I am a Lecturer in Philosophy at the Faculty of Philosophy and Merton College, University of Oxford. Previously, I had a similar position at St Anne's College, Oxford, and before that I worked as a University Teacher and a Postdoctoral Researcher in Philosophy at the University of Glasgow. My PhD is also from the University of Glasgow.
I specialise in philosophy of mind and metaphysics. Some of the questions that keep me busy are: What is an epiphenomenal property? Are mental and other higher-level properties epiphenomenal? What is it for a property to be multiply realized by other properties? How should we understand emergence? Are higher-level properties multiply realized? Are they emergent? What is the relationship between properties, causal powers, and laws of nature? See the bottom of the page for a "word cloud" (based on my published work).
In Oxford, I teach lectures for the Faculty of Philosophy (including: graduate classes on Emergence; undergraduate lectures in Philosophy of Mind and Practical Ethics), teach tutorials in Philosophy of Mind, Philosophy of Cognitive Science, Knowledge & Reality (Epistemology & Metaphysics), Practical Ethics, General Philosophy (1st year introduction), Moral Philosophy at St Anne's College (2017-2019) and Merton College (2019 onward), and offer graduate supervision primarily in Philosophy of Mind and Metaphysics.
Outside of philosophy, I am a father, step-father, husband, immigrant, BBQ enthusiast and a bunch of other things.
"Rejecting Epiphobia", Synthese, forthcoming. Epiphenomenalism denies some or all putative cases of mental causation. The view is widely taken to be absurd: if a theory can be shown to entail epiphenomenalism, many see that as a reductio of that theory. Opponents take epiphenomenalism to be absurd because they regard the view as undermining the evident agency we have in action and precluding substantial self-knowledge. In this paper, I defend epiphenomenalism against these objections, and thus against the negative dialectical role that the view plays in philosophy of mind. I argue that nearly in all cases where a theory implies one kind of epiphenomenalism, it is an epiphenomenalism of a non-problematic kind, at least as far as issues about agency and self-knowledge are concerned. There is indeed a problematic version of epiphenomenalism, but that version is not relevant to the debates where its apparent absurdity is invoked.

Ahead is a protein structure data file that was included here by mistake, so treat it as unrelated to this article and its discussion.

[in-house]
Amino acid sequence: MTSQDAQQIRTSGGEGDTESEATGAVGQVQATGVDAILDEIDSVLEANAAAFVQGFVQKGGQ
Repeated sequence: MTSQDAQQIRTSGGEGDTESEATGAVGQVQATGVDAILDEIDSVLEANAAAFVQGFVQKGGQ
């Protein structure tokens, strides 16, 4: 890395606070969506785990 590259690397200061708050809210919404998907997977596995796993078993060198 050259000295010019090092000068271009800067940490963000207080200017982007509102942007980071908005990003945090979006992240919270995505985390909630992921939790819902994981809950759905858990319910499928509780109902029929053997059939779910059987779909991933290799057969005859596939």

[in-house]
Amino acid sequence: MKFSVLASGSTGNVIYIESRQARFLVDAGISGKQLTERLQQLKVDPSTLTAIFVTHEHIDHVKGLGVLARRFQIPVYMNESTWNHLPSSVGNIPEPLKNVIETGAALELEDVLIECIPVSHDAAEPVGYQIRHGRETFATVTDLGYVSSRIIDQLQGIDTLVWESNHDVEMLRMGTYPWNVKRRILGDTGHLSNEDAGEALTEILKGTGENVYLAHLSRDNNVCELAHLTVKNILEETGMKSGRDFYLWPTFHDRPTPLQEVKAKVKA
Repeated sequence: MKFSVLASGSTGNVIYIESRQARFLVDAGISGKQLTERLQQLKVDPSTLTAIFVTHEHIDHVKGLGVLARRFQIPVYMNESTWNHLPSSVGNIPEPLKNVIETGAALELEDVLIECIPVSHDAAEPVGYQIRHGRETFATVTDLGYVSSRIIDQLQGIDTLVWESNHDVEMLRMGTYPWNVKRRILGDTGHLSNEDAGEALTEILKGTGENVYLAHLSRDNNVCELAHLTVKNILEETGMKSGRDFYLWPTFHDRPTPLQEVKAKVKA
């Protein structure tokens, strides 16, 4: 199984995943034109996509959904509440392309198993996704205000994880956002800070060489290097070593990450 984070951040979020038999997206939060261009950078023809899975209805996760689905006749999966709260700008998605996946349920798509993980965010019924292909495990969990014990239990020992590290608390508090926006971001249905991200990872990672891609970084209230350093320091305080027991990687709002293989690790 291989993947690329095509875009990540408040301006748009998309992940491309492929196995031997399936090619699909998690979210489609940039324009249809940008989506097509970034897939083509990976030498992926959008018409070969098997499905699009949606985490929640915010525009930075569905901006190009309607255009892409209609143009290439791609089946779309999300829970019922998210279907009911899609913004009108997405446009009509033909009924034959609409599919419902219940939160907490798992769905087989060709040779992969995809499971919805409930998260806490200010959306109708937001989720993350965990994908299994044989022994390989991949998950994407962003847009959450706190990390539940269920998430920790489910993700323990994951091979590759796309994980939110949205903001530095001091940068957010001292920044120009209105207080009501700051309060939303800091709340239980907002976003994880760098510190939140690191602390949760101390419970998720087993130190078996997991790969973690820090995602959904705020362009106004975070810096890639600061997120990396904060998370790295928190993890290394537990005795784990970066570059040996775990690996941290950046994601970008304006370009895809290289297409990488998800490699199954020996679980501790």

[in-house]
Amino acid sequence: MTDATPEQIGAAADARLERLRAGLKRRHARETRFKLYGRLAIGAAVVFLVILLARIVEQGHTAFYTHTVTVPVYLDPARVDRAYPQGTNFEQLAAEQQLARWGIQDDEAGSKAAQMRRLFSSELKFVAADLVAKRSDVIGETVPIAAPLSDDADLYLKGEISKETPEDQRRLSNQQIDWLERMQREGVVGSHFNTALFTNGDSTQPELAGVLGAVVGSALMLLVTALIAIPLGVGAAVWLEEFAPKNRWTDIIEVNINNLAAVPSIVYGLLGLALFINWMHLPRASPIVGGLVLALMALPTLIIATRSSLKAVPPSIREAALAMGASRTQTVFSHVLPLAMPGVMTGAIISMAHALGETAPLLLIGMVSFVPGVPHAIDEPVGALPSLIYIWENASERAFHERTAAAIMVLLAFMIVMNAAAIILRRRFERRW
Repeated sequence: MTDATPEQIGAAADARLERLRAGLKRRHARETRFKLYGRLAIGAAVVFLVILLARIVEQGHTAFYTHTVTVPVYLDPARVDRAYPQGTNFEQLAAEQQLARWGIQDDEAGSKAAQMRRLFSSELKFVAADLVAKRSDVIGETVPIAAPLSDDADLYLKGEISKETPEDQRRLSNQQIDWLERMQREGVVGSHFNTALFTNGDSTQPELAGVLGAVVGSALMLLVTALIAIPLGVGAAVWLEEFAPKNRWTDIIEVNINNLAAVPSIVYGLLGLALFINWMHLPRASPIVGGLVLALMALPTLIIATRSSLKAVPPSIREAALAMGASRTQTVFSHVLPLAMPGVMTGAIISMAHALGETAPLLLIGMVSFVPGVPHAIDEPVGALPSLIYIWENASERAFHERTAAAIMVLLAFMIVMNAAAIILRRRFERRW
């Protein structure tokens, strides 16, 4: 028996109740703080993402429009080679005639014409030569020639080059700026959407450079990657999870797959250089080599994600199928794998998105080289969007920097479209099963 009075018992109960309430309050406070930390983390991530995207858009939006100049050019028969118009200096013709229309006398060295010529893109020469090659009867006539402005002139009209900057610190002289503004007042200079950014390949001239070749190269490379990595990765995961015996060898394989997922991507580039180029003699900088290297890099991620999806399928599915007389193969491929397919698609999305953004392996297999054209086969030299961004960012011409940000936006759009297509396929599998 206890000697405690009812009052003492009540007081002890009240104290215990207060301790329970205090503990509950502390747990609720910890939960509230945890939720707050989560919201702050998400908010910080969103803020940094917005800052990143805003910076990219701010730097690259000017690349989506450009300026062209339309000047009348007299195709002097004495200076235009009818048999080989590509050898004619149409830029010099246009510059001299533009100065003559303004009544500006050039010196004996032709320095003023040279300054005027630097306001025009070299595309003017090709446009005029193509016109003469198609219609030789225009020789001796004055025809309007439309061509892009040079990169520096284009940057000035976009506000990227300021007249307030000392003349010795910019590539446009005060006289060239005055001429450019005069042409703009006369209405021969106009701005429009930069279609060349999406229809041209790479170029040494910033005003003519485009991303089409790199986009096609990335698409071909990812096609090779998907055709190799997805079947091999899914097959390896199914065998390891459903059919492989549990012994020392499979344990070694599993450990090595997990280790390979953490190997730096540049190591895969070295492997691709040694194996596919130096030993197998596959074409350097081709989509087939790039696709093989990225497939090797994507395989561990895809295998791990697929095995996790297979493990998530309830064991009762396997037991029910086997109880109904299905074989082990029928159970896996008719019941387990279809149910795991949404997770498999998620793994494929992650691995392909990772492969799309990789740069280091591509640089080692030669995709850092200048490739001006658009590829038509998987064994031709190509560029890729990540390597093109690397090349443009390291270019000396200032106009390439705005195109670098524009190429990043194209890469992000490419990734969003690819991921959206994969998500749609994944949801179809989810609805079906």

"Why Incompatibilism about Mental Causation is Incompatible with Non-reductive Physicalism" (With Jonas Christensen), Inquiry, forthcoming. The exclusion problem is meant to show that non-reductive physicalism leads to epiphenomenalism: if mental properties are not identical with physical properties, then they are not causally efficacious. Defenders of a difference-making account of causation suggest that the exclusion problem can be solved because mental properties can be difference-making causes of physical effects. Here, we focus on what we dub an incompatibilist implementation of this general strategy and argue against it from a non-reductive physicalist perspective. Specifically, we argue that incompatibilism undermines either the non-reductionist or the physicalist aspirations of non-reductive physicalism.
"Causal Emergence and Epiphenomenal Emergence", Erkenntnis, 2020. According to one conception of strong emergence, strongly emergent properties are nomologically necessitated by their base properties and have novel causal powers relative to them. In this paper, I raise a difficulty for this conception of strong emergence, arguing that these two features (i.e., nomological necessitation and causal novelty) are incompatible. Instead of presenting this as an objection to the friends of strong emergence, I argue that this indicates that there are distinct varieties of strong emergence: causal emergence and epiphenomenal emergence. I then explore the prospects of emergentism with this distinction in the background.